In June I traveled to Switzerland with my family. While I was there, I had two unique, unexpected experiences. First, my family visited the James Bond themed mountaintop installation called the Schilthorn. While we were eating lunch in the rotating restaurant, the cable car that is the only way up to and off of the mountain in this season broke. We were stranded for a couple of hours, until we made our exit in a Bond-worthy way: airlifted my helicopter to safety. My family likes adventures, so instead of being upset, we were kind of thrilled. I now know what it’s like to be pelted with gravel and snow as a helicopter lands, or the surprising smoothness of helicopter flight.
A week later I had the less pleasant, but no less exciting experience of spending a couple of hours in a Swiss ER. In the end, everything turned out fine, but I was having some trouble with my right eye that lead to my receiving a neurological exam in a mix of French and English and a CT scan of my brain. As I was being wheeled through the halls on a gurney, one of the thoughts that kept me from completely freaking out was “Someday, I’ll work this into a story.”
As writers we are in the unique position to not only live our experiences, but then to interpret and share them as art. Whether we are writing memoir, nonfiction, poetry, or even making things up, our own lives inform our work both consciously and unconsciously. As a fiction writer, I need to build a world that my readers can believe in, and that requires a mixture of imagination and details drawn from life. I could have imagined about a character climbing into a helicopter or receiving a brain scan, but the scene would have been thin. Now I can describe how the dye for the scan filled my mouth with a metallic taste. I know what thoughts might go through a character’s mind.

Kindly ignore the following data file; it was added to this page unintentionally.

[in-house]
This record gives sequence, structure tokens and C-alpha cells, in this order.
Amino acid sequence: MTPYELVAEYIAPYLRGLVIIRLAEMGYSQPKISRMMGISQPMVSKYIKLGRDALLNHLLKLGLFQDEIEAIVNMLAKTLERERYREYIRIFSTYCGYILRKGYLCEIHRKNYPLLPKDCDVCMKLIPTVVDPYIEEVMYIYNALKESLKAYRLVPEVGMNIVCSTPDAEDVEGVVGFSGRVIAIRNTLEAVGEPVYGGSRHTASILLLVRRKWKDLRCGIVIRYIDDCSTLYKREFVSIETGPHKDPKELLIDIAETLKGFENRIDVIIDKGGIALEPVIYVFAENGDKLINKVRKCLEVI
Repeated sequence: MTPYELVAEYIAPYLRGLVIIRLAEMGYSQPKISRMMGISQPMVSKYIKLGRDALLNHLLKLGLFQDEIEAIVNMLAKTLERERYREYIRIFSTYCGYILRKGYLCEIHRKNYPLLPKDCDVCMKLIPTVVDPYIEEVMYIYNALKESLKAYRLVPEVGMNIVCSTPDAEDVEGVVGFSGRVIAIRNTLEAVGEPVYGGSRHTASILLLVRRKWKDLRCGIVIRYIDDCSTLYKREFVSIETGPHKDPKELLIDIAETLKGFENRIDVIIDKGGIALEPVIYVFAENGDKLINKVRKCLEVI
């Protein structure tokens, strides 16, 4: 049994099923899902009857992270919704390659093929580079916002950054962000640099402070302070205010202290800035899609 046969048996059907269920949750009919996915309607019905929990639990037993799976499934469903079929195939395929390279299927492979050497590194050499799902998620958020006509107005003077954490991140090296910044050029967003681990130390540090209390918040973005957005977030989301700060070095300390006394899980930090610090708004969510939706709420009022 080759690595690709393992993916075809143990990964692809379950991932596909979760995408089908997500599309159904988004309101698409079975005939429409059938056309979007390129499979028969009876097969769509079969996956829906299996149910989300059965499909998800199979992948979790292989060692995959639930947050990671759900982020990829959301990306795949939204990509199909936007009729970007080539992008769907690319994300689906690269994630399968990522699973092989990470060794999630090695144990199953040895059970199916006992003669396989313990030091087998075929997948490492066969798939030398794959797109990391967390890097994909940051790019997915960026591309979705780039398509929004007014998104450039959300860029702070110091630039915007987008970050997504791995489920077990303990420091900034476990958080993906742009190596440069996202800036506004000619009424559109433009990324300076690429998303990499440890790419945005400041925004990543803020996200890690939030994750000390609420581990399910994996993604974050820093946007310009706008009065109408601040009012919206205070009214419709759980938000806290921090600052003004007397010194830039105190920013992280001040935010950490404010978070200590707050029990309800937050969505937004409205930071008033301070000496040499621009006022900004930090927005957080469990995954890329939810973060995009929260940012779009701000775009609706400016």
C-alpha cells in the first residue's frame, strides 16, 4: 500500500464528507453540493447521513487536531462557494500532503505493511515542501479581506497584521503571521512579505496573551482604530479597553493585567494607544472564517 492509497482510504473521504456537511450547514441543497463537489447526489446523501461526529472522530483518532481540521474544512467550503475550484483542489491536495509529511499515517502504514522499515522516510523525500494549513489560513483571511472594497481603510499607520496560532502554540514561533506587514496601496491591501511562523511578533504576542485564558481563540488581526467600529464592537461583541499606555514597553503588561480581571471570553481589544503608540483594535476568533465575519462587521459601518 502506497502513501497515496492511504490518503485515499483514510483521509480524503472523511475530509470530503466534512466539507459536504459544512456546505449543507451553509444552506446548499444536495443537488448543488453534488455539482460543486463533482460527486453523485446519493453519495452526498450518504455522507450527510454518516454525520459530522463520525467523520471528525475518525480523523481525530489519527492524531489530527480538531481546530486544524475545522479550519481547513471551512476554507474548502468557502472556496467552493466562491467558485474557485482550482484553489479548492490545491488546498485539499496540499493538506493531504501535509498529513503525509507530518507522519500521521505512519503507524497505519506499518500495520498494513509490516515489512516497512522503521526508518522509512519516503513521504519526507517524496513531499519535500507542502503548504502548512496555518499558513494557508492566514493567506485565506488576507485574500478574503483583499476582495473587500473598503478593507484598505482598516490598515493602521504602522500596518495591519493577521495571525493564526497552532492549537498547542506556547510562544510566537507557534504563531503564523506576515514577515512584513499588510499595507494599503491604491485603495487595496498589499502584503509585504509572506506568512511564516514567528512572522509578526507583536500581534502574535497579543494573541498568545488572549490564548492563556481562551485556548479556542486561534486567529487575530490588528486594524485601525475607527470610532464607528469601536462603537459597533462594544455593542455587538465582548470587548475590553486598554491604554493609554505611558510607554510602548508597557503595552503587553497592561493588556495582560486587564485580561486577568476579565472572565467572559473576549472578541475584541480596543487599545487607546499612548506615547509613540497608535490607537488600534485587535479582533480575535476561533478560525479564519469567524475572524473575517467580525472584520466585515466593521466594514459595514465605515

I’ve been thinking a lot about research recently. I’ll be writing my thesis in the fall, a collection of linked stories about a captive tiger, so I’ve been trying to gather as much information about tigers as I can. In addition, one member of my writing group is working on a novel set in medieval China, and another is working on a novel set in turn-of-the-century Russia. We’re all three grappling with the best ways to research. I plan to write more about that soon.
What I realized in thinking about my experiences in June is that there are two types of research. There’s the research you seek out, and then there’s the research that happens to you. The things that happen to us affect our writing, whether we like it or not. We can choose to try to ignore them, or we can use writing as a way to reflect on and come to terms with our experiences, even if it’s just through populating fictional worlds with real life details. Hemingway is a great example of a fiction writer who used his personal experience to enrich his fictional narratives. Many of his novels are centered around experiences similar to his own: visiting the festival of San Fermines in Pamplona, ambulance driving in World War I, fishing in the Caribbean. His fictional worlds are full of sights, sounds, scents and tastes that he no doubt experienced in person.
I don’t know if I’ll be writing a story about a family trapped on top of a mountain and rescued via helicopter anytime soon. I’m learning not to try to dictate my own direction, but to follow the ideas that call to me. However, there’s no doubt that during my trip I expanded my experience base. Who knows, maybe one of my characters will have a mysterious medical complaint that necessitates a CT scan. Or perhaps I’ll write about a journalist who must travel by helicopter. What I do know is that when one of these moments does come up, I’ll be able to render it more completely for having lived through it.
Miriam Cook, Ivan Gold Fiction Fellow